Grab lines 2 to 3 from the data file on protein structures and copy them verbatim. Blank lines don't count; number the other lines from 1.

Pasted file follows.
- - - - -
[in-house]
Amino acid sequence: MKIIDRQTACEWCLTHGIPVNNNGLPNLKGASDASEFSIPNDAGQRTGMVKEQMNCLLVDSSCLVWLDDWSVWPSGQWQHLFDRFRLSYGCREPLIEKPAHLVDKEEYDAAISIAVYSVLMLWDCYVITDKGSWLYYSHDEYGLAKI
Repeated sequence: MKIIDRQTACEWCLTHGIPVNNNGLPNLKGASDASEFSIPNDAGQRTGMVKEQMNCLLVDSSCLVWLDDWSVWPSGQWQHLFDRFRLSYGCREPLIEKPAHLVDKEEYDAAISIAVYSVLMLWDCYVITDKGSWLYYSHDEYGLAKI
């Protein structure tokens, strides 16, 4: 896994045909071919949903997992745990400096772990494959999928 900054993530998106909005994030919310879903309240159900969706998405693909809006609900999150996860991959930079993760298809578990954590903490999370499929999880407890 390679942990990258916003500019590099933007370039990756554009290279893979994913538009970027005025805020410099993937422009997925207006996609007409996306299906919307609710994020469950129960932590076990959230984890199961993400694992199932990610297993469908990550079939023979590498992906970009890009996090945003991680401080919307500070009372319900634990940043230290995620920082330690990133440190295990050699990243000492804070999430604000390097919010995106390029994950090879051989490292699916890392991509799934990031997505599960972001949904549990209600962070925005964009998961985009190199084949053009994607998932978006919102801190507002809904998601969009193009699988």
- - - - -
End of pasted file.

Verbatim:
Amino acid sequence: MKIIDRQTACEWCLTHGIPVNNNGLPNLKGASDASEFSIPNDAGQRTGMVKEQMNCLLVDSSCLVWLDDWSVWPSGQWQHLFDRFRLSYGCREPLIEKPAHLVDKEEYDAAISIAVYSVLMLWDCYVITDKGSWLYYSHDEYGLAKI
Repeated sequence: MKIIDRQTACEWCLTHGIPVNNNGLPNLKGASDASEFSIPNDAGQRTGMVKEQMNCLLVDSSCLVWLDDWSVWPSGQWQHLFDRFRLSYGCREPLIEKPAHLVDKEEYDAAISIAVYSVLMLWDCYVITDKGSWLYYSHDEYGLAKI